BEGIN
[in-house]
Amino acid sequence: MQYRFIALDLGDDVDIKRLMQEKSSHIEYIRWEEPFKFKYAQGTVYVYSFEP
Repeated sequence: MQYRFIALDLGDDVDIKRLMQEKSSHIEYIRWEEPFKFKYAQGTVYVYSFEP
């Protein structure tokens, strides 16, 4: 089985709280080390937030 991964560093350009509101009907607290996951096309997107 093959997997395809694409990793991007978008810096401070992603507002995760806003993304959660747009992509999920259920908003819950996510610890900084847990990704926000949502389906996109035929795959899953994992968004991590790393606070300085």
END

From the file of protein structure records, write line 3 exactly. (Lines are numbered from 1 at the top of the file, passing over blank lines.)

Repeated sequence: MQYRFIALDLGDDVDIKRLMQEKSSHIEYIRWEEPFKFKYAQGTVYVYSFEP